Shoulder Biomechanics and Muscle Plasticity: Implications in Spinal Cord Injury

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Abstract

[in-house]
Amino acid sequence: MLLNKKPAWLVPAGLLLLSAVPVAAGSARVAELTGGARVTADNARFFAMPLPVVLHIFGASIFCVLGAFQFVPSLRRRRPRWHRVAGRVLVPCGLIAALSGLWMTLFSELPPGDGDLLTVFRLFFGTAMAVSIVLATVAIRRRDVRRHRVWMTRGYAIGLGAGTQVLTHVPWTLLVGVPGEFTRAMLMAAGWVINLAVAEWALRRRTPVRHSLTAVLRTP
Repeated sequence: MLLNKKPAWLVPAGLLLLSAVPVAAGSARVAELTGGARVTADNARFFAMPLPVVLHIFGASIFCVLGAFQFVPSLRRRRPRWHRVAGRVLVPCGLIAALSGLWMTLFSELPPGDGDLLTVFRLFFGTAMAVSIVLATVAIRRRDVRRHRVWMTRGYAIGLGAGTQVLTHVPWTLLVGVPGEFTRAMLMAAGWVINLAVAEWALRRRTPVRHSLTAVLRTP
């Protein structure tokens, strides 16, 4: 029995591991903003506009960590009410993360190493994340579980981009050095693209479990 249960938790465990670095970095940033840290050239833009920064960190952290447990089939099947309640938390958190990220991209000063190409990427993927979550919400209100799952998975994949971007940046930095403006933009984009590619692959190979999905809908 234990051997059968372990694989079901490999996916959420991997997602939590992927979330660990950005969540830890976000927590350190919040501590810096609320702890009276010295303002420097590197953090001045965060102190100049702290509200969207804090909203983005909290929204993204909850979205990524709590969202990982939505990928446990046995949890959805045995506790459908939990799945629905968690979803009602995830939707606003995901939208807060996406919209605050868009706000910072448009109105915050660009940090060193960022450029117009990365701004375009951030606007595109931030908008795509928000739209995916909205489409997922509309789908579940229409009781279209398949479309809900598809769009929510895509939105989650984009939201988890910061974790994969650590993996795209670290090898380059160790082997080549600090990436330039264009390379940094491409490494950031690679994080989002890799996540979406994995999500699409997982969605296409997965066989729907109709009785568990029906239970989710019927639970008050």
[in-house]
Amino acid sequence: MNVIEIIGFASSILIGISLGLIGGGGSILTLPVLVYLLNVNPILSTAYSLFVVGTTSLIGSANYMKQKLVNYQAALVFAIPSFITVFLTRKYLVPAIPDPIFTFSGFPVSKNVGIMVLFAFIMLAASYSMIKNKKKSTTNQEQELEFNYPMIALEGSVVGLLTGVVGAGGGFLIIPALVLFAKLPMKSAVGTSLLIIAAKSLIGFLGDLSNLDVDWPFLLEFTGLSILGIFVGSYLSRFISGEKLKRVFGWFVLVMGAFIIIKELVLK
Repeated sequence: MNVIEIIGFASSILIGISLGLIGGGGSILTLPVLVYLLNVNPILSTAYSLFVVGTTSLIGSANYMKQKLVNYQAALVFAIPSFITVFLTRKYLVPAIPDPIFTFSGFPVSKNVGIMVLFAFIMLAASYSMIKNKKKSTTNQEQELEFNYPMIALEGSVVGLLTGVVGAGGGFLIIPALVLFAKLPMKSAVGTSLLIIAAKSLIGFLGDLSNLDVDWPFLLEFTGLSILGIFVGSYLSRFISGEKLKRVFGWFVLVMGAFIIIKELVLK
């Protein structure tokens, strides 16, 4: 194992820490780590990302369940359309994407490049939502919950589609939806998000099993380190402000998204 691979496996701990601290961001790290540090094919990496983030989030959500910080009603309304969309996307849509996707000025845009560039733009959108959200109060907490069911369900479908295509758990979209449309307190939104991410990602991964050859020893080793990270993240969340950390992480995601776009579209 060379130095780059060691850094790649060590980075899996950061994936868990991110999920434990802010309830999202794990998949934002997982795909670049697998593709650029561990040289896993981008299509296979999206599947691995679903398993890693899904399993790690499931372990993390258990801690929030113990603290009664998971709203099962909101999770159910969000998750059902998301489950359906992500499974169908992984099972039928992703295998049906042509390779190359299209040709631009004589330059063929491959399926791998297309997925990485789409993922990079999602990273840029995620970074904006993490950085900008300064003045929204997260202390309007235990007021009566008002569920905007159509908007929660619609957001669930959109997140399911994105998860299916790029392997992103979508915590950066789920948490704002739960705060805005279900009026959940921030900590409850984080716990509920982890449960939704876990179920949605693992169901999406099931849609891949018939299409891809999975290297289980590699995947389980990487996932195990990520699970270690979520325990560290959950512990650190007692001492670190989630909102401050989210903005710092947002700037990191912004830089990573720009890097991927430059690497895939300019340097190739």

After spinal cord injury, excessive burden falls on the upper extremity, especially the shoulder. Overall, 51% of persons with spinal cord injury have shoulder problems. Common shoulder problems in persons with spinal cord injury begin with muscle imbalance that can lead to glenohumeral instability, impingement disease, rotator cuff tears, and subsequent degenerative joint disease. These problems can be attributed to the functional demands placed on the shoulder that are specific to patients with spinal cord injury, including overhead activities, wheelchair use, and transfers. Despite preventive exercises, shoulder problems in persons with spinal cord injury remain a significant problem, causing pain and functional limitations. The biomechanics of the shoulder for persons with spinal cord injury resulting from changes in muscle plasticity will be elucidated. Specifically, the effects of scapular protraction that can result from muscle imbalance, the age-dependent properties of the anterior band of the inferior glenohumeral ligament, and the influence of the dynamic restraints around the shoulder will be addressed.

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